Down with Normal.

I sat there in the play place at the mall, desperately wishing I was anywhere else.  I was happy that my husband was off getting me a new computer charger at the apple store but I was in no mood for the mall.

I watched my kids play on the foam breakfast food and admired the whimsy of it all, my two beautiful little ones bouncing on a 5 foot square waffle, giggling as they tripped over the shiny, fake butter.

This is the life of West Michigan children, sometimes you go to Woodland Mall and bounce on the giant breakfast food.

As I sat there I turned my eyes off of my children and onto all the others, climbing over giant shredded wheat with blueberries and bouncing across sausage links, all in a row.

It was then that I started to engage in the awful practice of stacking my children up against those around them, Especially my 4 year old Noelle who was diagnosed with ADHD last fall.

My mind drifted back to earlier that morning when I sat in church, tense beyond measure as I watched her march up on stage alongside all the other VBS attenders.  As they sang their song, motions and all, Noelle wandered a bit, checking out the speaker repeatedly.

The teachers were constantly redirecting her attention to the song at which point she’d grin and re-engage for a while before going back to the speaker again.  She was fascinated by it.

I sat in my seat with my head in my hands, feeling all at once sorry and thankful for the teacher who kept bringing her back to the fold.  Was her smile genuine or was she sick of redirecting my dear girl.

Were the other parents giggling at the classic whimsy of a child on stage or wondering what was wrong with my daughter that she couldn’t tow the party line for a few songs?

As we drove home she sang happily in the back seat, clueless to the worry that was swimming around in my head as I wondered what her behavior that morning meant for her future.

Ever the pessimist I projected it long term with the worst possible outcomes until I was in tears at the though of her going through school a completely rejected and lonely soul.  Surely she would be the bane of her teacher’s existence, only every feeling love when she returned home.

Finally I managed to check myself a bit and tell myself that many four year olds are curious, that I didn’t know how many preschoolers were up on stage or how fair the comparison was.

And for that matter, why was I doing this?  Comparing her?  Reducing her to some standard that in no way accounts for the unique whimsy and love that she brings into the world.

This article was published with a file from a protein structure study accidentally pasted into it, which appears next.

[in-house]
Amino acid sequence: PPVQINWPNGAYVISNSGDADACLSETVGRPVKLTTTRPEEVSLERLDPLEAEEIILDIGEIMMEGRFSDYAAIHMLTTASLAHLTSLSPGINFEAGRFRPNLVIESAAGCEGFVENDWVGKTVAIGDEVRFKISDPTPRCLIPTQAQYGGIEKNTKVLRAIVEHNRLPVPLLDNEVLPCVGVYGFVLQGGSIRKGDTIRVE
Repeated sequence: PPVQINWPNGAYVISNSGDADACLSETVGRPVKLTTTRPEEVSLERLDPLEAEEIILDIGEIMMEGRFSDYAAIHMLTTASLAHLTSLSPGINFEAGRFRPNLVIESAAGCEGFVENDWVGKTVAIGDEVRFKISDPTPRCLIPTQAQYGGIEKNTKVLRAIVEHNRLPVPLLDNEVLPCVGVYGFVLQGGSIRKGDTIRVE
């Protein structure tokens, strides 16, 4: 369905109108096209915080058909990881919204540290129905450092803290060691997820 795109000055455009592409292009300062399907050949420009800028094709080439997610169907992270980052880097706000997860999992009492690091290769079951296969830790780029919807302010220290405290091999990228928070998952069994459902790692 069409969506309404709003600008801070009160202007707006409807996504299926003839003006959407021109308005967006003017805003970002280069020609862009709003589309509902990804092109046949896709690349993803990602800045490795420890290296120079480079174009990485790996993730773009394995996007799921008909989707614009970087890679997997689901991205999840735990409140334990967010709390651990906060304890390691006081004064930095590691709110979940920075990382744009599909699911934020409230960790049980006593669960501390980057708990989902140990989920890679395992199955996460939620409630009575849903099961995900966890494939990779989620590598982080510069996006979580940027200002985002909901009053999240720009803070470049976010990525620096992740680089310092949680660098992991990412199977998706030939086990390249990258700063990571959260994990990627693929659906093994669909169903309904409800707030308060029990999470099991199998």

downwithnormal

Oh how the allure of the unreachable normal screws with us, doesn’t it? Just when we think we got over striving for normal in our own lives we have children and it starts all over again, only ten times worse.

Yes, I have a daughter with ADHD, but so do other parents and that’s okay because you know what? Every child has struggles and challenges and as parents we too often forget that it’s often our challenges that form us and give us character, perseverance and resolve.

We want so badly to protect our children from  pain and struggle but we’re forgetting one very important thing. It’s not possible!  Every child will have hurdles they must learn to jump, they will experience social pain, they will have to learn to rise above something.

And that’s. okay.

When you really step back and think about it, do you want to raise a child who has no idea how to handle conflict or manage struggles?  Think about how unprepared they would be for the world.

And whatever you do, don’t forget that the perfect children and family that you think other families have doesn’t exist.  They have meltdowns, focus issues and parenting challenges just like you.

So down with normal, screw you, off you go!  I banish you from our house and I’m working on eviction notice for my thought life.  We aren’t shooting for normal in any other area of our life: we’ve going to revolutionary, godly, extraordinary.

Down with the worry of normal and down to my knees as I ask God to make me mindful of his plans and tender grace for the daughter that was never mine to begin with.  

  • Pam Worcester

    Someone once told me that the only place where normal happens is the setting on a dryer. Parenting Lily with her fetal-alcohol syndrome is also teaching me character, perseverance, and resolve in ways that simply exhaust me at times. Confession? There are times when I choose not to allow her to experience some things because of how I might be embarrassed or how she might be treated. And at those times of exhaustion, I also have to remember to ask God to make me mindful of his grace for her and his grace for me.

  • Mark Allman

    Leanne,
    You ever wonder who learns more when your kids grow up? You or them? And sometimes I think it is me who has more to learn about the important stuff. I think our kids do not need us to protect them from anything much. They need us to walk beside them through it all; a journey mate.